A military-style rifle was used in the Newtown, Connecticut, school shooting
"Can't we leave those guns to the trained military?" asks a CNN commenter
Many gun owners collect them, using them for hunting, target shooting and protection
"A lot of people buy the AR-15 because, well, it's cool," says a former owner
Program notes: Can there be a solution to America’s gun problems? Anderson Cooper looks at both sides of the debate in “Guns Under Fire: an AC360º Town Hall Special” Thursday at 8 p.m. ET on CNN.
One of the three guns Adam Lanza used to kill 20 children and six adults at an elementary school in Newtown, Connecticut, was a military-style semiautomatic rifle known as an AR-15. That surprised and shocked a lot of people unfamiliar with America’s gun culture. They questioned why such weapons are available and why anyone would need them.
“Personally I don’t know how any ordinary citizen can justify owning an automatic or semiautomatic gun,” writes CNN commenter Mark Smerkanich. “Can’t we leave those guns to the trained military?”
Self-described gun owner Julie Jones-Hawkins comments, “I … fully support a ban on rapid-fire weapons. Any weapon that can take out an entire kindergarten class is a problem.”
Here are five reasons many gun owners say they want military style rifles:
’Some people play golf, others bowl. I shoot’
“Every month or so I take my guns out to the range and shoot. It’s thrilling, exciting and a great way to vent,” says Christopher L. Kirkman, a Florida-based military-style gun owner.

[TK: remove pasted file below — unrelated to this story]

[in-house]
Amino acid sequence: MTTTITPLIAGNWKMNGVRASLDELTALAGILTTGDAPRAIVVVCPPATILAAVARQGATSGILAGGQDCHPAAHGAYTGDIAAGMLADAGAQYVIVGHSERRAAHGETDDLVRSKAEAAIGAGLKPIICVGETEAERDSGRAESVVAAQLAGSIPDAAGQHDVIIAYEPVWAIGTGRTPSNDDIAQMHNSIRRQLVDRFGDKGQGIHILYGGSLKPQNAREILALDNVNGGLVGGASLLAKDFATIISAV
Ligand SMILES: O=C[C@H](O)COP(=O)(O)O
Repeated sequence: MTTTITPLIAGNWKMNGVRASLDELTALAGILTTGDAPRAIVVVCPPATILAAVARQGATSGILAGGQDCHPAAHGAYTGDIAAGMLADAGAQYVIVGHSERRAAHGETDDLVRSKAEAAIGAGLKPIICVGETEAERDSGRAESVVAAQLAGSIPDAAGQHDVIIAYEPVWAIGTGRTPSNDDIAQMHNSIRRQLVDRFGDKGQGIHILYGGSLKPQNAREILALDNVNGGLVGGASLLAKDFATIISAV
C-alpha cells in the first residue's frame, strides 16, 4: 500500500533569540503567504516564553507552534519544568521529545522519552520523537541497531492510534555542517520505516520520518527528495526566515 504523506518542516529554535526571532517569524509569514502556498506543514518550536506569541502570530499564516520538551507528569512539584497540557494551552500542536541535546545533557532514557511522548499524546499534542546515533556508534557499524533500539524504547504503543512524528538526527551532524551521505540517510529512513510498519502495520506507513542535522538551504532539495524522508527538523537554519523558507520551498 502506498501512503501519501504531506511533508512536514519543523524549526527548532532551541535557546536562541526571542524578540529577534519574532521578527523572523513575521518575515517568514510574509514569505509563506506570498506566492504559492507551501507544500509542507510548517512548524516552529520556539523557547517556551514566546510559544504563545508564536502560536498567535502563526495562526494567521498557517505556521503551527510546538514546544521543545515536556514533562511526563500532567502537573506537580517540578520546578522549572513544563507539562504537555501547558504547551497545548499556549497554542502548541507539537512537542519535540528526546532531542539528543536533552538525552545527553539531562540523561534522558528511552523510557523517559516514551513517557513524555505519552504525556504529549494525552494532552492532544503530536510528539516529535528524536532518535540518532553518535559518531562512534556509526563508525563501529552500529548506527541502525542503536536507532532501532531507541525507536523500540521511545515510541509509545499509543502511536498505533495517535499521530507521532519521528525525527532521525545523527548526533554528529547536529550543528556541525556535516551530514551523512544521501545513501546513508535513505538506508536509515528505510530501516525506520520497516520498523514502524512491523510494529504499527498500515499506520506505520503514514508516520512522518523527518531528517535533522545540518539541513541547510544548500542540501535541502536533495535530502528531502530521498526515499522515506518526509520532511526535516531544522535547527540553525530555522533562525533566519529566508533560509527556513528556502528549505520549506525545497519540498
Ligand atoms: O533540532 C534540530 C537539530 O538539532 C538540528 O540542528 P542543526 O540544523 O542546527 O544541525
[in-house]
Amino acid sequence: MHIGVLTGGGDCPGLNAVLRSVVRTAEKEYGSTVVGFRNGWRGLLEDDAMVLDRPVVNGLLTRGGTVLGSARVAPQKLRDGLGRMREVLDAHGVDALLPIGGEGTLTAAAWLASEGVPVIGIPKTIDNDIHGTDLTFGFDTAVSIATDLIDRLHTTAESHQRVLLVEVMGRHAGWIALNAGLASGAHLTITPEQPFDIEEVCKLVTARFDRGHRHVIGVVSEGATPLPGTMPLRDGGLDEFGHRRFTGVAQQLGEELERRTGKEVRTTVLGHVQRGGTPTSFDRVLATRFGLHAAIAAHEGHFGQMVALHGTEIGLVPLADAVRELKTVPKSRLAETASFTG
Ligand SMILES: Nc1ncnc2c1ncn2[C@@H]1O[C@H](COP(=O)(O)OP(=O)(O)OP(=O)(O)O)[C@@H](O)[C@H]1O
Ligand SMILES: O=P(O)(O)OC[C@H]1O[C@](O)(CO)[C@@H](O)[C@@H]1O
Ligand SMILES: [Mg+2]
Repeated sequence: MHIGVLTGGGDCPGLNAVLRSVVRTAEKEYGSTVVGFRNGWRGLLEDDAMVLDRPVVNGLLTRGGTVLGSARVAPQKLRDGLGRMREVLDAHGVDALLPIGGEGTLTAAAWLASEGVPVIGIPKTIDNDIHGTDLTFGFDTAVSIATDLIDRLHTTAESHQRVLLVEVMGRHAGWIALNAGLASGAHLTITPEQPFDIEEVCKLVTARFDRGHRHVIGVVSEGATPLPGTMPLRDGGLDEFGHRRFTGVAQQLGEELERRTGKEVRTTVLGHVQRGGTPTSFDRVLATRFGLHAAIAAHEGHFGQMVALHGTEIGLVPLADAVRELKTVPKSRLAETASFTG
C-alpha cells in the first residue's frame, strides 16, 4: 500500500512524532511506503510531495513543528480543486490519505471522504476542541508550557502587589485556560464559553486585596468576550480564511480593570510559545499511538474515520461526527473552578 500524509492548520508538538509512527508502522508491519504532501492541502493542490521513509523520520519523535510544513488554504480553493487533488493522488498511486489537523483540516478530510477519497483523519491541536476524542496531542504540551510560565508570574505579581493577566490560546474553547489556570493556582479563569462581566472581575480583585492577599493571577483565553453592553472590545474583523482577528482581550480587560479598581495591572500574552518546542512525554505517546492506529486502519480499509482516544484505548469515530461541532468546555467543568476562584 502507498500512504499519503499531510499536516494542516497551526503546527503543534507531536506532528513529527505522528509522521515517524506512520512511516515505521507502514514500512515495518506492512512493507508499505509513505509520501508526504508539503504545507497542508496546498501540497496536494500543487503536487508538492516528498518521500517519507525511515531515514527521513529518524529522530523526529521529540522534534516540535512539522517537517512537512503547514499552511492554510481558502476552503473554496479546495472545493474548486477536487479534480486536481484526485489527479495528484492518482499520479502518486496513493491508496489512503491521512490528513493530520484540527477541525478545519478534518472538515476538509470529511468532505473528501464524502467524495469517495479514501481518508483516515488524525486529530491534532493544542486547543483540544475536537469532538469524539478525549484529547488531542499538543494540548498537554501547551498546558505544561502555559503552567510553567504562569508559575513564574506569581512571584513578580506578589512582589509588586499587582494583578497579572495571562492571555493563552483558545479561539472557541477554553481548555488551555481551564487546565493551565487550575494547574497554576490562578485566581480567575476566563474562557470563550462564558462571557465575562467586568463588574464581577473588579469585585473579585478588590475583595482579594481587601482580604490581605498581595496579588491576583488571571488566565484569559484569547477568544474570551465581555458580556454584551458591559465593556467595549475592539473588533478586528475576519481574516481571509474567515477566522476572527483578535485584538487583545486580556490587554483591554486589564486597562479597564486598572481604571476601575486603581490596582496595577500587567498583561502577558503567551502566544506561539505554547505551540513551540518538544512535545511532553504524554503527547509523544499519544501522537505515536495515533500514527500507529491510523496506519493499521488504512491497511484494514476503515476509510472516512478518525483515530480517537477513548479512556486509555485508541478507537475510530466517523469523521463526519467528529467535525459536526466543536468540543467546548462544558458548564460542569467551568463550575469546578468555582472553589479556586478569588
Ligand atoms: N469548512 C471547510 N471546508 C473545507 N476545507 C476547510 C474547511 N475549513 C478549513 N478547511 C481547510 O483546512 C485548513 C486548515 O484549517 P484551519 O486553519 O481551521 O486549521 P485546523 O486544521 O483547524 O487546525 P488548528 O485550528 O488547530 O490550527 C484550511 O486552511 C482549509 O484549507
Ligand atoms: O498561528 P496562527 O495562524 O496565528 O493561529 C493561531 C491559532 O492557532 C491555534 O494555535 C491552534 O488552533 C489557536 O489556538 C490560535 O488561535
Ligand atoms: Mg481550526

Kirman was one of more than 100 gun enthusiasts who shared opinions on CNN iReport about owning firearms that would have been banned under the now-expired 1994 federal weapons ban.
“Sure, I could try to say that the reason I own these guns is self-defense, but the truth of the matter is that, although they will technically serve this purpose, they are not why I own them,” he says.
Michigan gun owner Ethan Daniels describes his enthusiasm for his rifle more succinctly, saying, “I like to shoot, and that is one heck of a fun carbine to plink with.”
Background can factor into a gun owner’s choice of weapon. “The AR-15 is what I am used to from my extensive training as an airborne infantryman,” writes Nathan Lee. “Because of my training, it’s what I feel the most comfortable with.”
Another reason for these guns is hunting. The AR-15 is a “good hunting platform. I’ve hunted coyote with it,” says CNN iReporter MVR155, who owns two of the weapons. He asked to remain anonymous.
Owners of military-style rifles also use them to hunt deer and other game. But some states have banned the AR-15 and its .223 caliber for deer hunting.
It may not be the best or most important reason, but military-style weapons often appeal to the enthusiast side of the American gun owner. Just like many car lovers who dream of owning a Lamborghini, many gun owners get excited about the idea of owning an AR-15.
“There are people who buy certain types of firearms because they have a certain image – the AR-15 is one of them,” says Austin Nikel, a former AR-15 owner in Boulder, Colorado.